The main issue is how to insulate ourselves from these global pressures? In the past, through a procurement and distribution mechanism, India had, by and large, insulated itself from global speculation. However, since embracing the trajectory of neo-liberal economic policies, these mechanisms have been vastly diluted and are on the way of being abandoned. Permitting huge multinational corporations to purchase and store foodgrains has resulted in a sharp fall in the governmental procurement of foodgrains. Though the production of wheat rose from 69 to 75 million tonnes between 2005-06 and 2006-07, the procurement has been constantly declining from 16.8 million tonnes in 2003-04 to 14.8 million in 2004-05 to 11.1 million in 2005-06. As a consequence, the Commission of Agricultural Costs and Prices estimates that by October 1, 2008, the bufferstock of rice would be 5.49 million tonnes as against the norm of 5.20 million tonnes. In the case of wheat, this would be 10.12 million tonnes as against the norm of 11 million tonnes.

In other words, the liberalisation trajectory has not only made India defenceless and more vulnerable to global speculation, but has also perilously pushed India to the brink of food insecurity.

Big multinational corporations involved in speculative trading in foodgrains maximize profits by ensuring a) the government should not have large stocks to dampen spot prices, b) private operators must have sufficient stocks to deliver and have the capacity to hold the stocks till prices rise, and c) there should be no support system like the public distribution system which `disrupts’ the market operations resulting in superprofits for these operators. The London Economist magazine estimates that the commodity exchanges market in India transacts value of over $3 billion a day. During the second fortnight of March, the total value of trading at the commodity exchange market was a huge Rs 2,12,465.17 crores. The cumulative value of trade in the exchange for the financial year ending March 2008 was a whopping Rs 40,65,989.47 crores. Is it a surprise that given such huge operations of speculative capital that the prices of foodgrains are galloping. The volume of futures trade at any point of time is many times higher than the actual levels of production. For instance, in 2005-06, the production of Guar seed was 6 lakh tonnes. The volume of futures trade in the Commodity Exchanges was 1,692.6 lakh tonnes. It require only common sense to realise the pressures on the prices under these circumstances.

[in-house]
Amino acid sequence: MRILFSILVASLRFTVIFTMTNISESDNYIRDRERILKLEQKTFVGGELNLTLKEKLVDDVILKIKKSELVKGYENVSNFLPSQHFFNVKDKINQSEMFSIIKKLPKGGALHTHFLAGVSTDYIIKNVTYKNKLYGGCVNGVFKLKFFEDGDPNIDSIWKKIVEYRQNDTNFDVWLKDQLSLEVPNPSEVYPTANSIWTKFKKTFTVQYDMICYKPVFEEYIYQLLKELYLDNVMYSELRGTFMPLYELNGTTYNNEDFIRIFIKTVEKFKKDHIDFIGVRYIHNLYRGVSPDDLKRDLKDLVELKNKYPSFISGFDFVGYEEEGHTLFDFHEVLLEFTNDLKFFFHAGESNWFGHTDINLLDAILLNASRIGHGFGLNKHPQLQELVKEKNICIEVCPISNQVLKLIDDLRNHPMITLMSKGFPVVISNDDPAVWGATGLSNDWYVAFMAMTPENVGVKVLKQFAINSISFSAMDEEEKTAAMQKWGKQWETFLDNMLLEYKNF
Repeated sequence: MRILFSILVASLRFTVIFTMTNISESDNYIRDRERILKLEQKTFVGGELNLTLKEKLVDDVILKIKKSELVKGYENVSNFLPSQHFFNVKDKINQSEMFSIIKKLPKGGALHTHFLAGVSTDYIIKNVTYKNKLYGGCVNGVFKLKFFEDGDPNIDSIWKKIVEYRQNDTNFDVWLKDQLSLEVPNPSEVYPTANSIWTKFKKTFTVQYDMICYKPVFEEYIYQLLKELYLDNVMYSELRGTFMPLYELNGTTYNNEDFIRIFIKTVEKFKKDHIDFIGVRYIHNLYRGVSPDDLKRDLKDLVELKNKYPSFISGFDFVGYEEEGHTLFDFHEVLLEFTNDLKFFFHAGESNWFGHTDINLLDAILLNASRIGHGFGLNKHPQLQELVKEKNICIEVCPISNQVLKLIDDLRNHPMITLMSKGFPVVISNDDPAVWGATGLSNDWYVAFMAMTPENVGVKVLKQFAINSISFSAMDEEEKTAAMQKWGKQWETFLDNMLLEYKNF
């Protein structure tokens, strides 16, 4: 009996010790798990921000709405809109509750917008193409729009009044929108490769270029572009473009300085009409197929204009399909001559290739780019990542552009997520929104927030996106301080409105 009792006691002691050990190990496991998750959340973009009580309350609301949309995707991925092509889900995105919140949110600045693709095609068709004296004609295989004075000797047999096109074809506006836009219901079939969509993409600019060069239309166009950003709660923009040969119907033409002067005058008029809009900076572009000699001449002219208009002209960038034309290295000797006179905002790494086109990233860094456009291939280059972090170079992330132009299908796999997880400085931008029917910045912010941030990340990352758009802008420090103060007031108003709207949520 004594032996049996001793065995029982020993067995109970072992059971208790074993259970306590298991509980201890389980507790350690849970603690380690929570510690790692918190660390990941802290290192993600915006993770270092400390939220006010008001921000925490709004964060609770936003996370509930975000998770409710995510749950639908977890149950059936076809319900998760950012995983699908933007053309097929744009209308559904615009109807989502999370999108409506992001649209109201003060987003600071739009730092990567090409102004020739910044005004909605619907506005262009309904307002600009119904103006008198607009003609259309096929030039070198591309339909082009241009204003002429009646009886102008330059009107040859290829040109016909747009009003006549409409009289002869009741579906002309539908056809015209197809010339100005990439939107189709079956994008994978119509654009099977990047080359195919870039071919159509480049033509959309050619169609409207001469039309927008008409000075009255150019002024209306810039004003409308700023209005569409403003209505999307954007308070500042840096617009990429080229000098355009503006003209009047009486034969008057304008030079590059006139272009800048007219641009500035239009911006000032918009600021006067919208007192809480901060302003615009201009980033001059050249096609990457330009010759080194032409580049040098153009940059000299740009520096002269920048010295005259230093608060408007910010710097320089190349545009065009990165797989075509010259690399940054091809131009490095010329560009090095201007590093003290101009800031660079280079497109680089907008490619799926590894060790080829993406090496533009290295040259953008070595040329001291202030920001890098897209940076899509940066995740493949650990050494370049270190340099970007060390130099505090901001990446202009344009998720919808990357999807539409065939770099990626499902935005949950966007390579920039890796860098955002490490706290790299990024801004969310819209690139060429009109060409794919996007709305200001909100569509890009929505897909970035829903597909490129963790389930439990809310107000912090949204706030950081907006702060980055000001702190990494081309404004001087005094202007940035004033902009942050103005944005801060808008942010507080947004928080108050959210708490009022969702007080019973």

Take again, the instance of Arhar Dal. Domestic production was 10 lakh tonnes. Approximately 5 lakh tonnes were imported. As against the availability of these 15 lakh tonnes, the volume of futures trade in the same year was 137.39 lakh tonnes. Same is the situation with all other commodities.

The only way to insulate ourselves from the international speculation is to reverse the process of liberalisation in commodity trade and to prohibit futures/forward trading in essential commodities.

In the last year of its government, the UPA must at least now discharge its responsibilities towards securing a decent livelihood for the aam admi. The popular struggles to force the government to implement the above noted demands must be strengthened both in the interests of the country and the people.

(April 16, 2008)